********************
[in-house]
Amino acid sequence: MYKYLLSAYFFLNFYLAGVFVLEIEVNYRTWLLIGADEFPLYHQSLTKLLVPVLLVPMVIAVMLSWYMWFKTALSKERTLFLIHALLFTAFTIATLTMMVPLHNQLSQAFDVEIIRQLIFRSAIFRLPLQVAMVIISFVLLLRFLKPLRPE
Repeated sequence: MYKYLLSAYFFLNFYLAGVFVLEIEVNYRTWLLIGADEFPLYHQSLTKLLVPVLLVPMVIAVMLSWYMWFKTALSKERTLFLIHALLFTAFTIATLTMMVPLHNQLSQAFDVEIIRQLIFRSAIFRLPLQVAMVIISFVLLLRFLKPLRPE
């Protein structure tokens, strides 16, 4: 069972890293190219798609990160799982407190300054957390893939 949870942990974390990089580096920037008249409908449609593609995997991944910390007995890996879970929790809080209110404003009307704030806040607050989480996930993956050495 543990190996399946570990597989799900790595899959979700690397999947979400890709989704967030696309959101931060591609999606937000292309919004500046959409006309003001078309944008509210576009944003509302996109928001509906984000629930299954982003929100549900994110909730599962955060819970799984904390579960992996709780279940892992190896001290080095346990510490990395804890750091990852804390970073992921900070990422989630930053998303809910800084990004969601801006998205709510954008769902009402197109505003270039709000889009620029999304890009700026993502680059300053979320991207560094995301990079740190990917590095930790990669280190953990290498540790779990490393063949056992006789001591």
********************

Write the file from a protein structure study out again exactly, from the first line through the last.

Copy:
[in-house]
Amino acid sequence: MYKYLLSAYFFLNFYLAGVFVLEIEVNYRTWLLIGADEFPLYHQSLTKLLVPVLLVPMVIAVMLSWYMWFKTALSKERTLFLIHALLFTAFTIATLTMMVPLHNQLSQAFDVEIIRQLIFRSAIFRLPLQVAMVIISFVLLLRFLKPLRPE
Repeated sequence: MYKYLLSAYFFLNFYLAGVFVLEIEVNYRTWLLIGADEFPLYHQSLTKLLVPVLLVPMVIAVMLSWYMWFKTALSKERTLFLIHALLFTAFTIATLTMMVPLHNQLSQAFDVEIIRQLIFRSAIFRLPLQVAMVIISFVLLLRFLKPLRPE
């Protein structure tokens, strides 16, 4: 069972890293190219798609990160799982407190300054957390893939 949870942990974390990089580096920037008249409908449609593609995997991944910390007995890996879970929790809080209110404003009307704030806040607050989480996930993956050495 543990190996399946570990597989799900790595899959979700690397999947979400890709989704967030696309959101931060591609999606937000292309919004500046959409006309003001078309944008509210576009944003509302996109928001509906984000629930299954982003929100549900994110909730599962955060819970799984904390579960992996709780279940892992190896001290080095346990510490990395804890750091990852804390970073992921900070990422989630930053998303809910800084990004969601801006998205709510954008769902009402197109505003270039709000889009620029999304890009700026993502680059300053979320991207560094995301990079740190990917590095930790990669280190953990290498540790779990490393063949056992006789001591």